I'm always finicky about buying cheese for dinner parties with guests who are -surprise- French. They know where each one comes from, if the brand I chose is good or not, etc. Sometimes I beat the system by buying Italian cheese when I can find it. (Pecorino Pepato, I adore you.)
We had another couple over the other night. After dinner, I routinely brought out the cheese platter along with the salad and set it on the table telling our friends to dig in. No one did.
Conversation continued until I said again for everyone to help themselves.
"You're supposed to cut the cheese first, as the lady of the house," our friend Alex said.
The lady of the house? This was just a casual dinner at the house, not a formal, traditional dining experience. I look around at my friends and husband who, moments ago were from the same generation as me, but are now glancing expectedly in my direction. Hang on, aren't we all twenty-something, hip hop listening, club going, equal opportunity young adults who at one time or another have tried smoking a doobie? They weren't really going to hold this to me, where they?
It only got more confusing when Alex explained that it's so the guests know which cheese is the best and how it should be cut. Can't we make an exception if the "lady of the house" comes from a land where you can find cheese that comes out of a can? French friends looking to the American as the model of how to handle the cheese- that's like looking to an Amish person for advice on your car engine.
Perhaps I thought it over too much because when I sliced it up, no one gave any (verbal) objection and our soirée continued. Lesson learned: Lady of the house calls the shots. Whether it be moldy or Italian, no one contests to how she cuts the cheese.
vendredi, décembre 1
posted by Gina at 00:42

My friend Kyndell pointed out that I didn't post anything about having Thanksgiving in Paris. Truth is, I was hiding the fact that... I messed up on the date. Hasn't Thanksgiving always been the last Thursday of the month? You know- it's always November 27thish. Since November 2006 is extra generous as far as Thursdays go, I made the mistake in thinking, "Well, last Thursday of the month- it must be the 30th!"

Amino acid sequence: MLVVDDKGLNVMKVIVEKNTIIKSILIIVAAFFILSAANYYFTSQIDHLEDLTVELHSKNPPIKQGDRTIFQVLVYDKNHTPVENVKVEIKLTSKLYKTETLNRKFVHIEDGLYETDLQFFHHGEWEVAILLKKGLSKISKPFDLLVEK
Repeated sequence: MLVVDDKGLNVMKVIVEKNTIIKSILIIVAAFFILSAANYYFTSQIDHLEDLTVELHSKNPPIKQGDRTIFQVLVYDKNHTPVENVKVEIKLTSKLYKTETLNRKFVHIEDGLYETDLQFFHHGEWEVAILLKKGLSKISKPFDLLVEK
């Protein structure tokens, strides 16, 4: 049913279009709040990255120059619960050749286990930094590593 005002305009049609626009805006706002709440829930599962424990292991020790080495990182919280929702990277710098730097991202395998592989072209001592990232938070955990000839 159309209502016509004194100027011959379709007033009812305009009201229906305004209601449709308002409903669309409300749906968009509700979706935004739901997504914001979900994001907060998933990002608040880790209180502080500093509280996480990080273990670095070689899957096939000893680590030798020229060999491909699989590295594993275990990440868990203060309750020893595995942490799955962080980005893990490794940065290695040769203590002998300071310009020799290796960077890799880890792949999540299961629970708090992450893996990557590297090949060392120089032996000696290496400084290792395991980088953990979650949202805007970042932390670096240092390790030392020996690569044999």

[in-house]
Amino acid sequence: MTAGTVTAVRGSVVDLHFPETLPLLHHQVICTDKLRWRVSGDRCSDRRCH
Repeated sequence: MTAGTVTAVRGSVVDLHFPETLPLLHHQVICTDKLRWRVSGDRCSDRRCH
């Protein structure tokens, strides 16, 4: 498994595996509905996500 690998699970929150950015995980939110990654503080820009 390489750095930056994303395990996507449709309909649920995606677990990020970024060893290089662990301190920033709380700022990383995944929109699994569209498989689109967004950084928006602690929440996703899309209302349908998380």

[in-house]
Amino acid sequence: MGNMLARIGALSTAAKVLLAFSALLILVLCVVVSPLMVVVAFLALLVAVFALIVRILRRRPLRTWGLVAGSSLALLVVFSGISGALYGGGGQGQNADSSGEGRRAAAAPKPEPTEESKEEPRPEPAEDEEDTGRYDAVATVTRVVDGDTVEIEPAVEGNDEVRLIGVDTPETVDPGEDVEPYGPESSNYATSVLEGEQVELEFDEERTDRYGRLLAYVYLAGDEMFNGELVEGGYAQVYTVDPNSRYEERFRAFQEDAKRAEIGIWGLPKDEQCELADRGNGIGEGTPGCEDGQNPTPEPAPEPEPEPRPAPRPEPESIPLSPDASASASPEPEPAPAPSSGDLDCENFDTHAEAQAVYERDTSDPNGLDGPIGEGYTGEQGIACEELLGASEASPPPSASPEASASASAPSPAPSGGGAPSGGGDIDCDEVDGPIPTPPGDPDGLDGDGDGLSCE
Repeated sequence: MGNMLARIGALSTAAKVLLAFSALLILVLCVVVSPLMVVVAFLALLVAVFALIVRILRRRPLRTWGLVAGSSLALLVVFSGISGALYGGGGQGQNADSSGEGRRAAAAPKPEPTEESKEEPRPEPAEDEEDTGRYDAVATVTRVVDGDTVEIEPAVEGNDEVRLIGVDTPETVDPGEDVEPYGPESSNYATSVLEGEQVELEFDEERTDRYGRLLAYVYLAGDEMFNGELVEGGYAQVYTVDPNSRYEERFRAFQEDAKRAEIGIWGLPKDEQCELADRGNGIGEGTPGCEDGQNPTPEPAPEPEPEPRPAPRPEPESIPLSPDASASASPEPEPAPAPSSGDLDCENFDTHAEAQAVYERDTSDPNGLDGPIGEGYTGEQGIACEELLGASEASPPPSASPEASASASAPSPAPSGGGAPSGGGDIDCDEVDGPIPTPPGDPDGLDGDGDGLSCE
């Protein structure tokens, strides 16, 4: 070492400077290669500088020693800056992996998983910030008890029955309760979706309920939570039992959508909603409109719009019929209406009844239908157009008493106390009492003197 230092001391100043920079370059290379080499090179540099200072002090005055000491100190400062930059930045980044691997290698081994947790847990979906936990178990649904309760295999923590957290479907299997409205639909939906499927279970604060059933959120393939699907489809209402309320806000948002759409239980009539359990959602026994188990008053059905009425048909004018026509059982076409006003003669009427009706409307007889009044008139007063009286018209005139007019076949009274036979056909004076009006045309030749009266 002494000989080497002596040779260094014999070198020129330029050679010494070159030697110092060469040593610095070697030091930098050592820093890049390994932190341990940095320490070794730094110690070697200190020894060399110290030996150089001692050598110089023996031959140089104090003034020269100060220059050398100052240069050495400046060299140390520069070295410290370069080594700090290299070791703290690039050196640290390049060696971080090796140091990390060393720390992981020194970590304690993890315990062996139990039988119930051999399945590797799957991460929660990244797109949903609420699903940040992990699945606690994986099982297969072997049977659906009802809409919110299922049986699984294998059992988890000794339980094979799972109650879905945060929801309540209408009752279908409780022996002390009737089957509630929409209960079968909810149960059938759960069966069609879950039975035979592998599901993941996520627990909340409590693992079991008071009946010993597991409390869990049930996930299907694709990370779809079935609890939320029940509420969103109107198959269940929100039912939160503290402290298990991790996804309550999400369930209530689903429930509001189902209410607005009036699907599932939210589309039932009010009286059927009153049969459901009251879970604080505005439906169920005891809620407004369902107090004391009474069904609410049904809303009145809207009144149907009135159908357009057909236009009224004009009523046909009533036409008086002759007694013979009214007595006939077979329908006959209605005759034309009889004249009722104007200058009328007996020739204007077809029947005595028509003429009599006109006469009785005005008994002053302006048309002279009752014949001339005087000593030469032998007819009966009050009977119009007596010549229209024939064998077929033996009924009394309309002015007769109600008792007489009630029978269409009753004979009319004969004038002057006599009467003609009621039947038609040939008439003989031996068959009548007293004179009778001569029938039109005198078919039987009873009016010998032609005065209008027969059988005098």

I will point out here that this was actually my 3rd French Thanksgiving. The first one was shared with my visiting sister, 2 Americans, a Saint Lucian and an Australian. My sister and I bought the turkey (from a butcher who told us "Bon Thanksgiving" ), American friend #1 made the mashed potatoes, American friend #2 did the stuffing and the others watched curiously.
Last year, I presented the holiday to my in-laws. My (then future) mother-in-law made the turkey while I ran out to the Thanksgiving store and made everything else. (Thank God my mom keeps her recipe books not far from her internet access.) The yams were surprisingly easy to make and everyone loved the cornbread.
Cut to November 23, 2006. My husband and I were debating whether to make pizza or go out for sushi when my mom calls to say those fateful words: "Happy Thanksgiving!"
Phone in hand, I turned toward our tv to see the French news was showing a clip of President Bush handling a huge turkey.
It was all crashing down on me. I got off the phone and declared that we had to act quickly or else we would be sacrificing my cultural right to a night of gluttony. It was too late to go all the way to the aforementioned Thanksgiving store and their adjoining restaurant was booked til the next week. So we ran to the local market, hustled up some last minute guests and thus organized Thanksgiving Dinner 2006 at our apartment.
A chicken from the rotisserie down the street served as our turkey. The yams, cranberry sauce and pumpkin pie were a lost cause. What could we do but console ourselves by replacing them with something wonderful that no one at home was getting to eat that day?
Enter the oysters. We schucked them ourselves (would you believe my French dictionary didn't have the translation for "schucking"?) and served them with a bottle of Reisling to three of our favorite neighborhood residents and a friend who'd just come into town from Marseille at the right moment. And so it was that I celebrated without any other Americans, had no turkey and missed out on my nieces' after dinner musical performance going on at home. But the evening was still spent with good conversation and quality food. And no cranberry sauce can beat the Thanksgiving oysters.